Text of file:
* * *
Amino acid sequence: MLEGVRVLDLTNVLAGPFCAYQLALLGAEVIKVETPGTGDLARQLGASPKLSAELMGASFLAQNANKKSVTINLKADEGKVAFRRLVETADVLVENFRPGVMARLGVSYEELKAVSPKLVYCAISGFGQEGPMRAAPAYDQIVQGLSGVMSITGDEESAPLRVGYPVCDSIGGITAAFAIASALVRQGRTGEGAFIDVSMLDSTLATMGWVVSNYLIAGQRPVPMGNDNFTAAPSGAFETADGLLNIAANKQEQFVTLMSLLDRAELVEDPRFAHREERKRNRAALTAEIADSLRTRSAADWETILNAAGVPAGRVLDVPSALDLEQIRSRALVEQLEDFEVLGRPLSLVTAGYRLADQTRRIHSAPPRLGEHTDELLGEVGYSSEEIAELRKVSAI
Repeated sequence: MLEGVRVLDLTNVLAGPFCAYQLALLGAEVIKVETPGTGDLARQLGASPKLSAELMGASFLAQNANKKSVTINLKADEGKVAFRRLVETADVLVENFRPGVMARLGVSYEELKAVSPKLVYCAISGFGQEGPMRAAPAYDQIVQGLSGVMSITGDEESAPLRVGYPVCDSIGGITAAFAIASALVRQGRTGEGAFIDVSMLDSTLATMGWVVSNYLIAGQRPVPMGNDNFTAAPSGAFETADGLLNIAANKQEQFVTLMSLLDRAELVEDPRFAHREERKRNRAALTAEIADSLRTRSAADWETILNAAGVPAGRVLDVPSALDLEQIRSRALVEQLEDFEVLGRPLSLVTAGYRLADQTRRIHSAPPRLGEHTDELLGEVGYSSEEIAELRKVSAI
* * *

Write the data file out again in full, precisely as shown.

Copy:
Amino acid sequence: MLEGVRVLDLTNVLAGPFCAYQLALLGAEVIKVETPGTGDLARQLGASPKLSAELMGASFLAQNANKKSVTINLKADEGKVAFRRLVETADVLVENFRPGVMARLGVSYEELKAVSPKLVYCAISGFGQEGPMRAAPAYDQIVQGLSGVMSITGDEESAPLRVGYPVCDSIGGITAAFAIASALVRQGRTGEGAFIDVSMLDSTLATMGWVVSNYLIAGQRPVPMGNDNFTAAPSGAFETADGLLNIAANKQEQFVTLMSLLDRAELVEDPRFAHREERKRNRAALTAEIADSLRTRSAADWETILNAAGVPAGRVLDVPSALDLEQIRSRALVEQLEDFEVLGRPLSLVTAGYRLADQTRRIHSAPPRLGEHTDELLGEVGYSSEEIAELRKVSAI
Repeated sequence: MLEGVRVLDLTNVLAGPFCAYQLALLGAEVIKVETPGTGDLARQLGASPKLSAELMGASFLAQNANKKSVTINLKADEGKVAFRRLVETADVLVENFRPGVMARLGVSYEELKAVSPKLVYCAISGFGQEGPMRAAPAYDQIVQGLSGVMSITGDEESAPLRVGYPVCDSIGGITAAFAIASALVRQGRTGEGAFIDVSMLDSTLATMGWVVSNYLIAGQRPVPMGNDNFTAAPSGAFETADGLLNIAANKQEQFVTLMSLLDRAELVEDPRFAHREERKRNRAALTAEIADSLRTRSAADWETILNAAGVPAGRVLDVPSALDLEQIRSRALVEQLEDFEVLGRPLSLVTAGYRLADQTRRIHSAPPRLGEHTDELLGEVGYSSEEIAELRKVSAI